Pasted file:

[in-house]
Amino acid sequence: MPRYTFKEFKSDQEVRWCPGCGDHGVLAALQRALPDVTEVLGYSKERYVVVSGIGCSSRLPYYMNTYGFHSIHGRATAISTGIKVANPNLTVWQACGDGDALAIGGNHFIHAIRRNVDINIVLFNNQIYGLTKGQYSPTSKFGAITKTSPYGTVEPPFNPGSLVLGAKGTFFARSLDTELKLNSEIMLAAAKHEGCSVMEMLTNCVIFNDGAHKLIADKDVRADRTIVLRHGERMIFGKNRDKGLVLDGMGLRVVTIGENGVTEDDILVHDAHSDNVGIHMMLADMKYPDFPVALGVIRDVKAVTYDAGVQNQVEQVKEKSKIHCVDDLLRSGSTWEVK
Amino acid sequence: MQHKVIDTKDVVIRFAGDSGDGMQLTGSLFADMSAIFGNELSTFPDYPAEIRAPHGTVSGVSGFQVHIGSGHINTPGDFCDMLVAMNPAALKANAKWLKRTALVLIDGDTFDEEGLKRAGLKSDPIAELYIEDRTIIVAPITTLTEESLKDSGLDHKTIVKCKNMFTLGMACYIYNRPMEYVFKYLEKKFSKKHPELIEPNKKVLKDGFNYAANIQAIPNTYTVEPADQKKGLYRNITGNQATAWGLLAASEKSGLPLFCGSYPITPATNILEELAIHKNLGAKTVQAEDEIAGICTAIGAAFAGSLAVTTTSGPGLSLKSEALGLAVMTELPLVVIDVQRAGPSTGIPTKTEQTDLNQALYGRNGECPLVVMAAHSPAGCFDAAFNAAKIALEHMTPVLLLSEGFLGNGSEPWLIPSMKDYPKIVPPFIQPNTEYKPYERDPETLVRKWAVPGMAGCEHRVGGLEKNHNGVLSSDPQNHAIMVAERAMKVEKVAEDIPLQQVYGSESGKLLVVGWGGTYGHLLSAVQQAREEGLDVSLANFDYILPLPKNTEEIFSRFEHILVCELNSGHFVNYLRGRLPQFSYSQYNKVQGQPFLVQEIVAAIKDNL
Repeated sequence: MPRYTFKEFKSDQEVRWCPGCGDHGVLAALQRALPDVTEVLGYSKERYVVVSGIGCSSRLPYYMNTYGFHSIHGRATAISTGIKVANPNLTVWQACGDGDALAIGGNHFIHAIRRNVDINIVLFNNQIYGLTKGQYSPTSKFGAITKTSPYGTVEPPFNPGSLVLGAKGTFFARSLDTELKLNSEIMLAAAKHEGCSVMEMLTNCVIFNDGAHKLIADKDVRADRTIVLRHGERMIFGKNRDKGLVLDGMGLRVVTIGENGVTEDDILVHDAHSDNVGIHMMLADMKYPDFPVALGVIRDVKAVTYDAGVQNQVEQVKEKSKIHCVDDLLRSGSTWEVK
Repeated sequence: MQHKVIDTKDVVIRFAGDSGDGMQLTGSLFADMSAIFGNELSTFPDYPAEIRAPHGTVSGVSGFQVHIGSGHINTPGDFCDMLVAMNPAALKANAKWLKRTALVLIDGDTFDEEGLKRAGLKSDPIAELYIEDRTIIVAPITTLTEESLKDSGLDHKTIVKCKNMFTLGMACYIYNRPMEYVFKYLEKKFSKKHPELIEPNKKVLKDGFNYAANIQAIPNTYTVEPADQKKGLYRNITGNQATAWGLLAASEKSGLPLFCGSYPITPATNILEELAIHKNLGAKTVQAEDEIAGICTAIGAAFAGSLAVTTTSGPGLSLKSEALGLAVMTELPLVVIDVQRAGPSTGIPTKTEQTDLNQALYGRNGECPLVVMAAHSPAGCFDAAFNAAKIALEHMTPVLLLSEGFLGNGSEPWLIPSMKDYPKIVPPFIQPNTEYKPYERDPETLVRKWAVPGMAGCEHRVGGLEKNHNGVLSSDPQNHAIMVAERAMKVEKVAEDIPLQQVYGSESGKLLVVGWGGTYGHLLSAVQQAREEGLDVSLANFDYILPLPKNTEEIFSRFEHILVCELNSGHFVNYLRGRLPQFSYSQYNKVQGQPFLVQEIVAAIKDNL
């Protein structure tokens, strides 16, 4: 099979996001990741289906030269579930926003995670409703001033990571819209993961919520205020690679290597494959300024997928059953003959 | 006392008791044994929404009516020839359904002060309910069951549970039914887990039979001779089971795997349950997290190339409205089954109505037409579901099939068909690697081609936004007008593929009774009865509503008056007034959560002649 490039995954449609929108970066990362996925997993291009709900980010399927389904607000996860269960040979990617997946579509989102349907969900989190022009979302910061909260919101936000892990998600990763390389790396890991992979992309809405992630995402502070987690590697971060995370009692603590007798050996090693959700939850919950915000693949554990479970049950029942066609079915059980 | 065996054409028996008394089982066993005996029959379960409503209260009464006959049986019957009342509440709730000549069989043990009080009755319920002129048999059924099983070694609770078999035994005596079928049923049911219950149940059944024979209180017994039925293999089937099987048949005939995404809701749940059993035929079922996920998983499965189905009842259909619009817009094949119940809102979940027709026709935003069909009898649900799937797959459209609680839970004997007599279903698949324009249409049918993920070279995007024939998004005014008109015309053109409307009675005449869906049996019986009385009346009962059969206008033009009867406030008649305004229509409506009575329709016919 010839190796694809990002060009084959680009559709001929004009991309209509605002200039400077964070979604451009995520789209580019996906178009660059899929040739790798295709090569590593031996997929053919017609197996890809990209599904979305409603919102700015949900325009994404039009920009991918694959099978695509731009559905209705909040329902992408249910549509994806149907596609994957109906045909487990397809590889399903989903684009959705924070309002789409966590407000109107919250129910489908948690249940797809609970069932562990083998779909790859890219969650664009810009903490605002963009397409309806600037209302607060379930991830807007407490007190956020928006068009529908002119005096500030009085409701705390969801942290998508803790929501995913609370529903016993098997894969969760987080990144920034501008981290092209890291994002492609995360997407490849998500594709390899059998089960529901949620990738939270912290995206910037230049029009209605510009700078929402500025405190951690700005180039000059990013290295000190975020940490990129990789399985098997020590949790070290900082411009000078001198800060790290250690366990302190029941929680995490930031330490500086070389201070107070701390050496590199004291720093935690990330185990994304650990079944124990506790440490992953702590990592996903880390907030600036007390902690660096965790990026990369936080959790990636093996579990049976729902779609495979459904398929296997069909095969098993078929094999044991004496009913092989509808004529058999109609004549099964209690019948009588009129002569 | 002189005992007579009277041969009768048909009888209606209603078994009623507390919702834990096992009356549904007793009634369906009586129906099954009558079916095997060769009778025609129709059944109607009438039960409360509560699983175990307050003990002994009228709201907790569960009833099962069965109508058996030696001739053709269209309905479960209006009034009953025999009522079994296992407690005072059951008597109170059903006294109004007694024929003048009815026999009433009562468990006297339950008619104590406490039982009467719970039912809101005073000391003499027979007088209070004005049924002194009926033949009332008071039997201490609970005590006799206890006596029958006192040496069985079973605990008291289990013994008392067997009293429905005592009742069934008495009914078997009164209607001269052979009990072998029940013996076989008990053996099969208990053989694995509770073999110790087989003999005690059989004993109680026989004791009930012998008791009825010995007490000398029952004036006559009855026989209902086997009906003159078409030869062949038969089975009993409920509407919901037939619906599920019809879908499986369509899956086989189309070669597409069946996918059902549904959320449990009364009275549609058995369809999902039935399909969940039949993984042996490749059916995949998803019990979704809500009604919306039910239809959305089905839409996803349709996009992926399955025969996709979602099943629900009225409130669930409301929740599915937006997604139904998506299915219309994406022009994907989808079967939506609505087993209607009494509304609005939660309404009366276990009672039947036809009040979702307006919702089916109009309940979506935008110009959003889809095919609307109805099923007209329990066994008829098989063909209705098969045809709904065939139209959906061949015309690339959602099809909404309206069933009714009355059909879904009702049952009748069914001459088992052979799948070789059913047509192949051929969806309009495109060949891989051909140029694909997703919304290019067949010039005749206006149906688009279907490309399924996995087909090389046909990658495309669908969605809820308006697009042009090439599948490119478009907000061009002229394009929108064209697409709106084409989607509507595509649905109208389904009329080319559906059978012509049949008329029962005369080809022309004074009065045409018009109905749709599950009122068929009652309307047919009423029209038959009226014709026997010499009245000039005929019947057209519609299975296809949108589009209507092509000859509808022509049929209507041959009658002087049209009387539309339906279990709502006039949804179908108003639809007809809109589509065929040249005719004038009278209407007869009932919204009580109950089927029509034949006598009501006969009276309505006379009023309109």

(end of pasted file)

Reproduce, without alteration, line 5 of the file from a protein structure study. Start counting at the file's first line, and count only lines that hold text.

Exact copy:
Repeated sequence: MQHKVIDTKDVVIRFAGDSGDGMQLTGSLFADMSAIFGNELSTFPDYPAEIRAPHGTVSGVSGFQVHIGSGHINTPGDFCDMLVAMNPAALKANAKWLKRTALVLIDGDTFDEEGLKRAGLKSDPIAELYIEDRTIIVAPITTLTEESLKDSGLDHKTIVKCKNMFTLGMACYIYNRPMEYVFKYLEKKFSKKHPELIEPNKKVLKDGFNYAANIQAIPNTYTVEPADQKKGLYRNITGNQATAWGLLAASEKSGLPLFCGSYPITPATNILEELAIHKNLGAKTVQAEDEIAGICTAIGAAFAGSLAVTTTSGPGLSLKSEALGLAVMTELPLVVIDVQRAGPSTGIPTKTEQTDLNQALYGRNGECPLVVMAAHSPAGCFDAAFNAAKIALEHMTPVLLLSEGFLGNGSEPWLIPSMKDYPKIVPPFIQPNTEYKPYERDPETLVRKWAVPGMAGCEHRVGGLEKNHNGVLSSDPQNHAIMVAERAMKVEKVAEDIPLQQVYGSESGKLLVVGWGGTYGHLLSAVQQAREEGLDVSLANFDYILPLPKNTEEIFSRFEHILVCELNSGHFVNYLRGRLPQFSYSQYNKVQGQPFLVQEIVAAIKDNL